Matthew went downstairs and finished helping his mother wash and dry the dishes. He was stalling in an effort to wait for the mysterious caller. He knew his mother wouldn’t answer it. She claimed she didn’t trust anyone she couldn’t look in the eye. Five more minutes ticked by before Matthew decided it was ridiculous. He was done sitting by the phone to help his brother with something he was pretty sure he shouldn’t be helping him with anyway.
He kissed his mother on the cheek and walked out the front door. Just as he heard the screen door catch, the phone rang. He paused, trying again to decide if he should answer it. Finally, he ran back into the house, and on the fourth ring, he picked up.
“Hello, Stanwick residence.”
He heard a muffled voice on the other end. “Pick up, pick up – shit – pick up. Shit, shit!”
“Hello?” Matthew asked a little louder.
“Oh, I’m so sorry, I didn’t mean to swear at you – I mean I wasn’t swearing at you, I just… sorry.” The woman’s voice paused, taking what sounded like a long breath. “Let me start again. I was hoping to speak with Mr. Stanwick. Is he available?”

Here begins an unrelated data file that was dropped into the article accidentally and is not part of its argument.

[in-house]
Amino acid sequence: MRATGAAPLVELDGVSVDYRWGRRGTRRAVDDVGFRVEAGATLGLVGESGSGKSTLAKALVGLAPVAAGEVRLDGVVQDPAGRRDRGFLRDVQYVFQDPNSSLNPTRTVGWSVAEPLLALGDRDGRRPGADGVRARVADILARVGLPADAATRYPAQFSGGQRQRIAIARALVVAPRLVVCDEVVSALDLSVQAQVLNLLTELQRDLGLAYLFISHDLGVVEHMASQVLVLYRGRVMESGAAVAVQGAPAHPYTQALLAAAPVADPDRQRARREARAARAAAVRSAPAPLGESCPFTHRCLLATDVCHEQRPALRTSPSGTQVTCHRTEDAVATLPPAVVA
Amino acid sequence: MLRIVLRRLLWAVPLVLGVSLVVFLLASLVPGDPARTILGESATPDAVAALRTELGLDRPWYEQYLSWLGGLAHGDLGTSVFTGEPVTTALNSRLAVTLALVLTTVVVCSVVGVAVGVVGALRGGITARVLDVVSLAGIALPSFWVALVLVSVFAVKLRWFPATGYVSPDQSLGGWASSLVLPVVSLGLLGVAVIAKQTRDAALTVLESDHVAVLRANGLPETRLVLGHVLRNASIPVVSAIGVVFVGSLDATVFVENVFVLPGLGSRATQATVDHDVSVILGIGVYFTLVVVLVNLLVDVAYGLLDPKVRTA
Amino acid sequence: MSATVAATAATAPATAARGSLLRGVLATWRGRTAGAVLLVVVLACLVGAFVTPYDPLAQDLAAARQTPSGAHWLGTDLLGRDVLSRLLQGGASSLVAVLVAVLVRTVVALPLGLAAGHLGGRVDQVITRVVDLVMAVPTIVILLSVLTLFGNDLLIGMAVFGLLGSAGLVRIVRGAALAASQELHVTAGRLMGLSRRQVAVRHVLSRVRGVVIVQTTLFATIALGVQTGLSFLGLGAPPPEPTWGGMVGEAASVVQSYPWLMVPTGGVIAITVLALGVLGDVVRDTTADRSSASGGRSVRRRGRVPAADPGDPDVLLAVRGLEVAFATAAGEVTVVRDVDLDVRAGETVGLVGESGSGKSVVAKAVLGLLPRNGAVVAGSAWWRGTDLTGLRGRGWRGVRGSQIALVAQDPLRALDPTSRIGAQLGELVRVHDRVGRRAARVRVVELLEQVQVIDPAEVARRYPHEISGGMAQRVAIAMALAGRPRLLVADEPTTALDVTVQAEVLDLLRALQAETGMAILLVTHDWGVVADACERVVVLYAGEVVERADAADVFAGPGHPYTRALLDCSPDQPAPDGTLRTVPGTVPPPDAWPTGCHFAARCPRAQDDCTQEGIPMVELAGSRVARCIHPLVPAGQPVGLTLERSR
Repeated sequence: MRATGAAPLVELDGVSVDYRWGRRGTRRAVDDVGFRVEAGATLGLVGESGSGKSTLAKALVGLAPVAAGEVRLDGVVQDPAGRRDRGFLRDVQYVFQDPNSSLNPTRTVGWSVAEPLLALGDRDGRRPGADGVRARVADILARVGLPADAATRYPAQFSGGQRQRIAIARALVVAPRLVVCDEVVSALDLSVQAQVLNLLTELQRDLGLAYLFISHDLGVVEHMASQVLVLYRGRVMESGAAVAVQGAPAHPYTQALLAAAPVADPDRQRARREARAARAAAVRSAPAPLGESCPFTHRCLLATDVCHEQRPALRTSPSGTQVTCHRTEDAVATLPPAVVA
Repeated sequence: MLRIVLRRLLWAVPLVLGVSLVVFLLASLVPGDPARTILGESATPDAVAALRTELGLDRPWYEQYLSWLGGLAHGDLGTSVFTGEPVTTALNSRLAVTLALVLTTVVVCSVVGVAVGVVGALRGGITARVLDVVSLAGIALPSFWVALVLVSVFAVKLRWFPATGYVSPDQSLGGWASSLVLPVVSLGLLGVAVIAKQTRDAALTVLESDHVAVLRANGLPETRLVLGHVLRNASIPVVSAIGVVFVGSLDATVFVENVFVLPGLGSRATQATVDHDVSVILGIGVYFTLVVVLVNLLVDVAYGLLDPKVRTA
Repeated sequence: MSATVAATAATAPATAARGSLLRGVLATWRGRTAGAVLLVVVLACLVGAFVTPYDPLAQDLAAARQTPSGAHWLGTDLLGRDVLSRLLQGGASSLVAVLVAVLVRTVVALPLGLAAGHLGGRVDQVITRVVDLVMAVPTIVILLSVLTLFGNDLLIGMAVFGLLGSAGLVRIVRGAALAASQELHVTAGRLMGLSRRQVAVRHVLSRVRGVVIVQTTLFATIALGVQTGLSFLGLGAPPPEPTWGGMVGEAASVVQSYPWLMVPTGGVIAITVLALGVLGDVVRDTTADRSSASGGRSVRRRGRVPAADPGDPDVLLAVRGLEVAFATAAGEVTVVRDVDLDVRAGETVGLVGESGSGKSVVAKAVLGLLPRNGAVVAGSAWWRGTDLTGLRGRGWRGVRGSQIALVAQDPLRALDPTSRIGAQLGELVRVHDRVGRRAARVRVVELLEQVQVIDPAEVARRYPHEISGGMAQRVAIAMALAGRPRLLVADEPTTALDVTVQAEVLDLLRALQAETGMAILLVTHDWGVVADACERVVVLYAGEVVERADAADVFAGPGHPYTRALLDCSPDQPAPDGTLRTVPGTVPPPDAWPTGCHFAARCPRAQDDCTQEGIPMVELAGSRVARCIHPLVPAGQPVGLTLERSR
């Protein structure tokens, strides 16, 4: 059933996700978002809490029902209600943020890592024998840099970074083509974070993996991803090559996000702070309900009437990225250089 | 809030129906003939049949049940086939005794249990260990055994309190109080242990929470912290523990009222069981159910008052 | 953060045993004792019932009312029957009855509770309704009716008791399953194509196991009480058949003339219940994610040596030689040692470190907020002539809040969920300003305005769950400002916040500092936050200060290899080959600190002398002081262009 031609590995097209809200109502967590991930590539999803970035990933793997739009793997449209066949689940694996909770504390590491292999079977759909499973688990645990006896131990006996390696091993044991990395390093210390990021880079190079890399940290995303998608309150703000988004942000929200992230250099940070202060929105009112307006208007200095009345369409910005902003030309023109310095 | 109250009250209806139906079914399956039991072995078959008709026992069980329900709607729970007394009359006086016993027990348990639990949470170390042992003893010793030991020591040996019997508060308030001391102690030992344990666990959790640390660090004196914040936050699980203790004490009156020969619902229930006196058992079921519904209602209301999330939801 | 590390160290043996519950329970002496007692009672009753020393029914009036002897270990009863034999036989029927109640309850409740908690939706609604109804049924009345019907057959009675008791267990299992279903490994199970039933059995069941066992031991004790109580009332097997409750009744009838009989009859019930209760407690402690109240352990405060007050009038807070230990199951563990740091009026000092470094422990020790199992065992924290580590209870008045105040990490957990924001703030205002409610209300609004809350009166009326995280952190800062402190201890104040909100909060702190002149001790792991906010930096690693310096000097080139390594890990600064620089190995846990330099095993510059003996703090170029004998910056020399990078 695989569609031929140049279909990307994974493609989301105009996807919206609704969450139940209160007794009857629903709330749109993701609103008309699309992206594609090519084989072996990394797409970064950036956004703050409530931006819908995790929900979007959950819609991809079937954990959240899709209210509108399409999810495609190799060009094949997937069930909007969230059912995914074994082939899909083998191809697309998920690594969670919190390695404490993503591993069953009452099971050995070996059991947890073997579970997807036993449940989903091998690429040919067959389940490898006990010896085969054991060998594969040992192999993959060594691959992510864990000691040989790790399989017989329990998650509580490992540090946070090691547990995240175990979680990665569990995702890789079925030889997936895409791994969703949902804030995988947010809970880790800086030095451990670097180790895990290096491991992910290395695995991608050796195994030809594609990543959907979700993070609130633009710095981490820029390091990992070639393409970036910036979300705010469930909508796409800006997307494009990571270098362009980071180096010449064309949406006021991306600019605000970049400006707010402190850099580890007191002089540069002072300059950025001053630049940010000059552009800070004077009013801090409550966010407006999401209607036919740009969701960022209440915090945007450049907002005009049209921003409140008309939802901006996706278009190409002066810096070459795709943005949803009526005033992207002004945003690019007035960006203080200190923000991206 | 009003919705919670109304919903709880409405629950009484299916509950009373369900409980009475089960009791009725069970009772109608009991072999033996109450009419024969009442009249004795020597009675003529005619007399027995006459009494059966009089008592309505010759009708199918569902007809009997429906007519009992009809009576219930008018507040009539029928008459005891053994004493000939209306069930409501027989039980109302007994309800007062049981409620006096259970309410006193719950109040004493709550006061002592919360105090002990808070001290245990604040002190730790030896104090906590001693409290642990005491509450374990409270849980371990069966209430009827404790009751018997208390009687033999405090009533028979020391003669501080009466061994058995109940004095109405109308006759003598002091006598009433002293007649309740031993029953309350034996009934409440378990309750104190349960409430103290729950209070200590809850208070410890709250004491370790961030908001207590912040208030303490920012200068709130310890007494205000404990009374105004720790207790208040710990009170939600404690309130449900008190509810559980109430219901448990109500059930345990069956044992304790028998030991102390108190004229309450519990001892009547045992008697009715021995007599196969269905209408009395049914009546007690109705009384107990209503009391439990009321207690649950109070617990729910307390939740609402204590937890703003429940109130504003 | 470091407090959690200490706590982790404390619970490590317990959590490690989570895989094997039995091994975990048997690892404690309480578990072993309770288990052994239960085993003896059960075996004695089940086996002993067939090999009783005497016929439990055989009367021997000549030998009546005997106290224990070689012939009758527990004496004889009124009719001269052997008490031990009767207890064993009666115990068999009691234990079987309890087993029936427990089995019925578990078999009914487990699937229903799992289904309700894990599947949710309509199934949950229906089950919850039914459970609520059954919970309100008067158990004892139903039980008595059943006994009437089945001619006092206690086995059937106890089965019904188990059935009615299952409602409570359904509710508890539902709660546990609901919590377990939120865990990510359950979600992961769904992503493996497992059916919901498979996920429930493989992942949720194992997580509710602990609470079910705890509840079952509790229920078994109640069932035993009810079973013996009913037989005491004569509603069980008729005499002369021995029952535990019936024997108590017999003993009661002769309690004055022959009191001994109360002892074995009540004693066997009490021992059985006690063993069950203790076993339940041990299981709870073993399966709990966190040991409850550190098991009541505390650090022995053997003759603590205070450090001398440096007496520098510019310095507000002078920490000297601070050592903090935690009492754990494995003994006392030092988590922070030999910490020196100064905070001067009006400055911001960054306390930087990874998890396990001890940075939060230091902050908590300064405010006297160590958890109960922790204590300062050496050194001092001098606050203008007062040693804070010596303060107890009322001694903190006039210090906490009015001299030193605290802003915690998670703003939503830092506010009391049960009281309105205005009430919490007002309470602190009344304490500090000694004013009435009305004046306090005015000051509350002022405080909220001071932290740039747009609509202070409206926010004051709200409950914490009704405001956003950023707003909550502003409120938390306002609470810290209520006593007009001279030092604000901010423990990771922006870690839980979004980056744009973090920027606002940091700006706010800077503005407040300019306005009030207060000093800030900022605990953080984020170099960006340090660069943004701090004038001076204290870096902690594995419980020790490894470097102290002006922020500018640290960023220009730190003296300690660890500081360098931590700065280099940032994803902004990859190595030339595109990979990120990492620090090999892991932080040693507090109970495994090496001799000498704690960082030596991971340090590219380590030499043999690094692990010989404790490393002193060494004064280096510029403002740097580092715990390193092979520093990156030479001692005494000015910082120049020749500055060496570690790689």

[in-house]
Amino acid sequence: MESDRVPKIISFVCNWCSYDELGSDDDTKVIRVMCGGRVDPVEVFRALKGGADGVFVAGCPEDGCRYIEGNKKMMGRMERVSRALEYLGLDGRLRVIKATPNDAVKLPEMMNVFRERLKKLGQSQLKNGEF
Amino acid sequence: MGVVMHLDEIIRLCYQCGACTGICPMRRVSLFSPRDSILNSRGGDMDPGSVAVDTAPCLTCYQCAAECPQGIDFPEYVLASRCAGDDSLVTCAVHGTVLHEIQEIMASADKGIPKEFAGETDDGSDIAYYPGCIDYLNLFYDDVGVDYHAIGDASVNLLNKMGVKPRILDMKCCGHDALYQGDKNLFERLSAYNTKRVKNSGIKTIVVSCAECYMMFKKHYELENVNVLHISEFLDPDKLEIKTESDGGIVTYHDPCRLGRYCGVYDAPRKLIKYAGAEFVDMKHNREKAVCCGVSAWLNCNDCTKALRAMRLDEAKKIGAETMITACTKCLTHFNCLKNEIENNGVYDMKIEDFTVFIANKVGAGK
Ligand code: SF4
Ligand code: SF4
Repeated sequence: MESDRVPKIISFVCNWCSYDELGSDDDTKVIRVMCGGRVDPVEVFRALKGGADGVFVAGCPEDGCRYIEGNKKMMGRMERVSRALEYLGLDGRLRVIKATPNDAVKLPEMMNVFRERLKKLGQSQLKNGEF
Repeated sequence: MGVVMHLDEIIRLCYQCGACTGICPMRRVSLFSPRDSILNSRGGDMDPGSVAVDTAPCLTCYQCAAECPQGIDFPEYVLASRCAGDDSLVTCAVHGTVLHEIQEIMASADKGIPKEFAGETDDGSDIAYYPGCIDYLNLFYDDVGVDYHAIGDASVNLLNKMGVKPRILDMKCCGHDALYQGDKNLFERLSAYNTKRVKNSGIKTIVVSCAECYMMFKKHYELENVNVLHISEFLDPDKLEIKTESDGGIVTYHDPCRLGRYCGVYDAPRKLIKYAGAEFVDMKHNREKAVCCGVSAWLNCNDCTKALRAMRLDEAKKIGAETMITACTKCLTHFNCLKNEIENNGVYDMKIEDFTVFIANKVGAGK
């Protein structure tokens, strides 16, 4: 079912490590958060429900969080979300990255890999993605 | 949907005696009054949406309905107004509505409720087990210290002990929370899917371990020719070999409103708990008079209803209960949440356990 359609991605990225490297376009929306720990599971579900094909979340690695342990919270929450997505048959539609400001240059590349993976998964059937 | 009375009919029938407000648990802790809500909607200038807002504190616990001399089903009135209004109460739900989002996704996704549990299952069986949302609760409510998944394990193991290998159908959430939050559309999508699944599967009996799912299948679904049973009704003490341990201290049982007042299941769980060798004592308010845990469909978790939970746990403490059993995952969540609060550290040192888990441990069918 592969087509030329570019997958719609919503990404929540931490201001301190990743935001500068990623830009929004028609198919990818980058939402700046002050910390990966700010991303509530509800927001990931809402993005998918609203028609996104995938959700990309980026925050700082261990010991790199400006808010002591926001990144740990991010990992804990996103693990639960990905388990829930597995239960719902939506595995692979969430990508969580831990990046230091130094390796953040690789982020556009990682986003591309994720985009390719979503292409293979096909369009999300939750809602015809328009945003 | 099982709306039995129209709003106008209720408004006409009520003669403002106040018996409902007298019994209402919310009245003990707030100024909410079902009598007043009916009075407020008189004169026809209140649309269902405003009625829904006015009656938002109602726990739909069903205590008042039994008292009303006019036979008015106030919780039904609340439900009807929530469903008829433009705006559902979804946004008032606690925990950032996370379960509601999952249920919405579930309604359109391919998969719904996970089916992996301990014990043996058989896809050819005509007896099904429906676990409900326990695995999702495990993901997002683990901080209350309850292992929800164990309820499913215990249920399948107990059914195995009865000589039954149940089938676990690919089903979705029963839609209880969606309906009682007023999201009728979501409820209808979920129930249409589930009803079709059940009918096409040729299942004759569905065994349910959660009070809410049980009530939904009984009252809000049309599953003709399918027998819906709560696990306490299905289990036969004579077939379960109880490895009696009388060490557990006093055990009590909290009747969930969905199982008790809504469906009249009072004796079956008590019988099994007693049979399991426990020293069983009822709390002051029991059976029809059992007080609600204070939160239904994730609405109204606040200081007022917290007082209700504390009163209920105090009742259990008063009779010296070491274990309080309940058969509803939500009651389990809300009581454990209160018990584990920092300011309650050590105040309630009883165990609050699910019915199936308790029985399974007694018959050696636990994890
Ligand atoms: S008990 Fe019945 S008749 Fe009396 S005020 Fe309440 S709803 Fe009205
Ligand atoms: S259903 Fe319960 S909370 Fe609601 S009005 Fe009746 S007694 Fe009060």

Matthew rolled his eyes but continued patiently. “Well ma’am, that depends on which Mr. Stanwick you’re looking for.”
He could hear the distant sound of papers flipping. “Um the eldest Mr. Stanwick, um…” More papers. “Samuel.”
“Well, ma’am, it turns out that Samuel is actually the youngest Stanwick in the household. But perhaps he led you to believe otherwise,” he mumbled under his breath. “What did you say your name was?”
“Oh, sorry again, yes, of course, my name is Karissa… Karissa McMillan from the Discovery Channel.”
“I’m sorry, Mrs. McMillan, did you say you were with the Discovery Channel? Maybe I misheard you. We have a Science Discovery Museum nearby. Is that what you said?”
“No, you heard correctly, I am with the Discovery Channel,” she said brightly. After an awkward pause, she continued. “It’s the national flagship network focusing on science and nature educational programming… I’m eager to speak with Mr. Samuel Stanwick. Is he available?”
Matthew had to regroup before he could even continue speaking. He had in fact heard of the Discovery Channel, although he’d never actually watched any of their programs. But he couldn’t imagine why his little brother was being contacted by them. He cleared his throat. “I’m sorry, ma’am, Samuel’s not available, but I do believe he was expecting your call.”